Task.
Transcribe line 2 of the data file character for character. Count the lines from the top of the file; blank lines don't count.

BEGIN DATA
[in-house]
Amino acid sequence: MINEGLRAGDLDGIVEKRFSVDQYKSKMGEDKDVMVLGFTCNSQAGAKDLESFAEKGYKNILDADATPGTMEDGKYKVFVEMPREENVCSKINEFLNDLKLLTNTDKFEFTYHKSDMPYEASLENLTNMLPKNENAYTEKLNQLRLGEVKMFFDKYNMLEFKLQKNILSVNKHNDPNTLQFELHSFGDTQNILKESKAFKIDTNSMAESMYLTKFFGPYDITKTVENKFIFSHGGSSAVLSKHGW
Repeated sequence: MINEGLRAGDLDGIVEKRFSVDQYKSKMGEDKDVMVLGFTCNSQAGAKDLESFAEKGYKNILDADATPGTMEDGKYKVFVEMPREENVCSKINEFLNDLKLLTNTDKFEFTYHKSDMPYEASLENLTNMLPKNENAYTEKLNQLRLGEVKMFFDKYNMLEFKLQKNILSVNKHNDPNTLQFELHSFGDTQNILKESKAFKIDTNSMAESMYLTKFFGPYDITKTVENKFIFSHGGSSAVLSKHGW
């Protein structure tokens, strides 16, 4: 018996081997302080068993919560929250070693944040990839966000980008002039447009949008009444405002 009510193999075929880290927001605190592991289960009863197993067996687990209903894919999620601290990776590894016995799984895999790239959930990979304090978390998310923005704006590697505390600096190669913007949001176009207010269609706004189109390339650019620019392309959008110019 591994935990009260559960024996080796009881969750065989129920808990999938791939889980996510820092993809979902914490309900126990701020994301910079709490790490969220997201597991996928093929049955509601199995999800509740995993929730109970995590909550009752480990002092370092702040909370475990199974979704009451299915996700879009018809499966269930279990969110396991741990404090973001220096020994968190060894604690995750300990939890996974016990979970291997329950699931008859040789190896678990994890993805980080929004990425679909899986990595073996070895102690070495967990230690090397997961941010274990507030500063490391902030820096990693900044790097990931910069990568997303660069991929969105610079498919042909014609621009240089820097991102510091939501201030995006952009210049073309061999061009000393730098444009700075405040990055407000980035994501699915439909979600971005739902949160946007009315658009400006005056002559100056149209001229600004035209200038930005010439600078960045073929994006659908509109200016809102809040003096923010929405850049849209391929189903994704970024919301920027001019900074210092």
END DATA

Amino acid sequence: MINEGLRAGDLDGIVEKRFSVDQYKSKMGEDKDVMVLGFTCNSQAGAKDLESFAEKGYKNILDADATPGTMEDGKYKVFVEMPREENVCSKINEFLNDLKLLTNTDKFEFTYHKSDMPYEASLENLTNMLPKNENAYTEKLNQLRLGEVKMFFDKYNMLEFKLQKNILSVNKHNDPNTLQFELHSFGDTQNILKESKAFKIDTNSMAESMYLTKFFGPYDITKTVENKFIFSHGGSSAVLSKHGW